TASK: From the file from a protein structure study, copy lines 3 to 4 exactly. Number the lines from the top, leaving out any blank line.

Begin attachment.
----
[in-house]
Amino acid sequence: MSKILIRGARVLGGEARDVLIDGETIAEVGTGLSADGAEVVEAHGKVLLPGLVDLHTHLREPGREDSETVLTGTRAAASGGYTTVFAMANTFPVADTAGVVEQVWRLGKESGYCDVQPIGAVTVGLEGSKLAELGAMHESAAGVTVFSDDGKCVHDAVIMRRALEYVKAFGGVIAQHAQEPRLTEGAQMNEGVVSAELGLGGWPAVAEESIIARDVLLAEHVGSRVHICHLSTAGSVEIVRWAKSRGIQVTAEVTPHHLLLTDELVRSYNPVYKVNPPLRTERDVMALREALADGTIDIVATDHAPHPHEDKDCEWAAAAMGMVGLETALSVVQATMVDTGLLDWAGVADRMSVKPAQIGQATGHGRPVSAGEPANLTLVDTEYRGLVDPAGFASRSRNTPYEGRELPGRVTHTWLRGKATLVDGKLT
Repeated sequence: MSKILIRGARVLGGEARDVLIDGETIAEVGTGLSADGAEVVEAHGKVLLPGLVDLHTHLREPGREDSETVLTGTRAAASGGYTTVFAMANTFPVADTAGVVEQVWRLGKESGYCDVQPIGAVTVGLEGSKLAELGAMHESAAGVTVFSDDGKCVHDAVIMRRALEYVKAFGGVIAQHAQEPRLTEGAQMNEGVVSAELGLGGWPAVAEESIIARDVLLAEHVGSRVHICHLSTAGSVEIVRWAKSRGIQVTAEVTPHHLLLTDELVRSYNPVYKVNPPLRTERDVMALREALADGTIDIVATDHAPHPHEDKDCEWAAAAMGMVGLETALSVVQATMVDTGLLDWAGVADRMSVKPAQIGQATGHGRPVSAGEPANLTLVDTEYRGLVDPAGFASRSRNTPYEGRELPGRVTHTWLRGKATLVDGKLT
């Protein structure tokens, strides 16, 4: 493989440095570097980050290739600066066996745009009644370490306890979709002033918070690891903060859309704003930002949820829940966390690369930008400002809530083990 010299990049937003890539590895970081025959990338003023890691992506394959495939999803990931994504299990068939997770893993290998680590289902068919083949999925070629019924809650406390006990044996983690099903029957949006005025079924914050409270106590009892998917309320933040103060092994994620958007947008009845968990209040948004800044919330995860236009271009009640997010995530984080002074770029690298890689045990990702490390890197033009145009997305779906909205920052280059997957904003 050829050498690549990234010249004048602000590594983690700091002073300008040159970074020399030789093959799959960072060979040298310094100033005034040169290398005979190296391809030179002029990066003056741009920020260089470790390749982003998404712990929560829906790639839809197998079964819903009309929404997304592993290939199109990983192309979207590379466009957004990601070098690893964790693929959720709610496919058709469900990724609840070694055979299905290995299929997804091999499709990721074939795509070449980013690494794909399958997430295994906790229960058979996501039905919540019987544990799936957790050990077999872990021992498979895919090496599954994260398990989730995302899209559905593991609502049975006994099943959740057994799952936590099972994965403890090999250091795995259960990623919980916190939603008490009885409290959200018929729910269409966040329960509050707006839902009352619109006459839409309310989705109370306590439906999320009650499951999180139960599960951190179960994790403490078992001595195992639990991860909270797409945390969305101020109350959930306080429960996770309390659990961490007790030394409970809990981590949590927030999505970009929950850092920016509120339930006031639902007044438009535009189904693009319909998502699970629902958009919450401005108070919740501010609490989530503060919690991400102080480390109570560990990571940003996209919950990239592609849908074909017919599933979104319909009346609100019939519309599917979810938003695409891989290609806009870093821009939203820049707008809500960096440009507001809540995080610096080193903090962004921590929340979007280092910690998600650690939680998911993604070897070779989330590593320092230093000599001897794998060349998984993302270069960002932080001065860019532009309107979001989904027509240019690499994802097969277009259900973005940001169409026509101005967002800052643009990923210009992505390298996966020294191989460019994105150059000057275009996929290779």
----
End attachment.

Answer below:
Repeated sequence: MSKILIRGARVLGGEARDVLIDGETIAEVGTGLSADGAEVVEAHGKVLLPGLVDLHTHLREPGREDSETVLTGTRAAASGGYTTVFAMANTFPVADTAGVVEQVWRLGKESGYCDVQPIGAVTVGLEGSKLAELGAMHESAAGVTVFSDDGKCVHDAVIMRRALEYVKAFGGVIAQHAQEPRLTEGAQMNEGVVSAELGLGGWPAVAEESIIARDVLLAEHVGSRVHICHLSTAGSVEIVRWAKSRGIQVTAEVTPHHLLLTDELVRSYNPVYKVNPPLRTERDVMALREALADGTIDIVATDHAPHPHEDKDCEWAAAAMGMVGLETALSVVQATMVDTGLLDWAGVADRMSVKPAQIGQATGHGRPVSAGEPANLTLVDTEYRGLVDPAGFASRSRNTPYEGRELPGRVTHTWLRGKATLVDGKLT
């Protein structure tokens, strides 16, 4: 493989440095570097980050290739600066066996745009009644370490306890979709002033918070690891903060859309704003930002949820829940966390690369930008400002809530083990 010299990049937003890539590895970081025959990338003023890691992506394959495939999803990931994504299990068939997770893993290998680590289902068919083949999925070629019924809650406390006990044996983690099903029957949006005025079924914050409270106590009892998917309320933040103060092994994620958007947008009845968990209040948004800044919330995860236009271009009640997010995530984080002074770029690298890689045990990702490390890197033009145009997305779906909205920052280059997957904003 050829050498690549990234010249004048602000590594983690700091002073300008040159970074020399030789093959799959960072060979040298310094100033005034040169290398005979190296391809030179002029990066003056741009920020260089470790390749982003998404712990929560829906790639839809197998079964819903009309929404997304592993290939199109990983192309979207590379466009957004990601070098690893964790693929959720709610496919058709469900990724609840070694055979299905290995299929997804091999499709990721074939795509070449980013690494794909399958997430295994906790229960058979996501039905919540019987544990799936957790050990077999872990021992498979895919090496599954994260398990989730995302899209559905593991609502049975006994099943959740057994799952936590099972994965403890090999250091795995259960990623919980916190939603008490009885409290959200018929729910269409966040329960509050707006839902009352619109006459839409309310989705109370306590439906999320009650499951999180139960599960951190179960994790403490078992001595195992639990991860909270797409945390969305101020109350959930306080429960996770309390659990961490007790030394409970809990981590949590927030999505970009929950850092920016509120339930006031639902007044438009535009189904693009319909998502699970629902958009919450401005108070919740501010609490989530503060919690991400102080480390109570560990990571940003996209919950990239592609849908074909017919599933979104319909009346609100019939519309599917979810938003695409891989290609806009870093821009939203820049707008809500960096440009507001809540995080610096080193903090962004921590929340979007280092910690998600650690939680998911993604070897070779989330590593320092230093000599001897794998060349998984993302270069960002932080001065860019532009309107979001989904027509240019690499994802097969277009259900973005940001169409026509101005967002800052643009990923210009992505390298996966020294191989460019994105150059000057275009996929290779």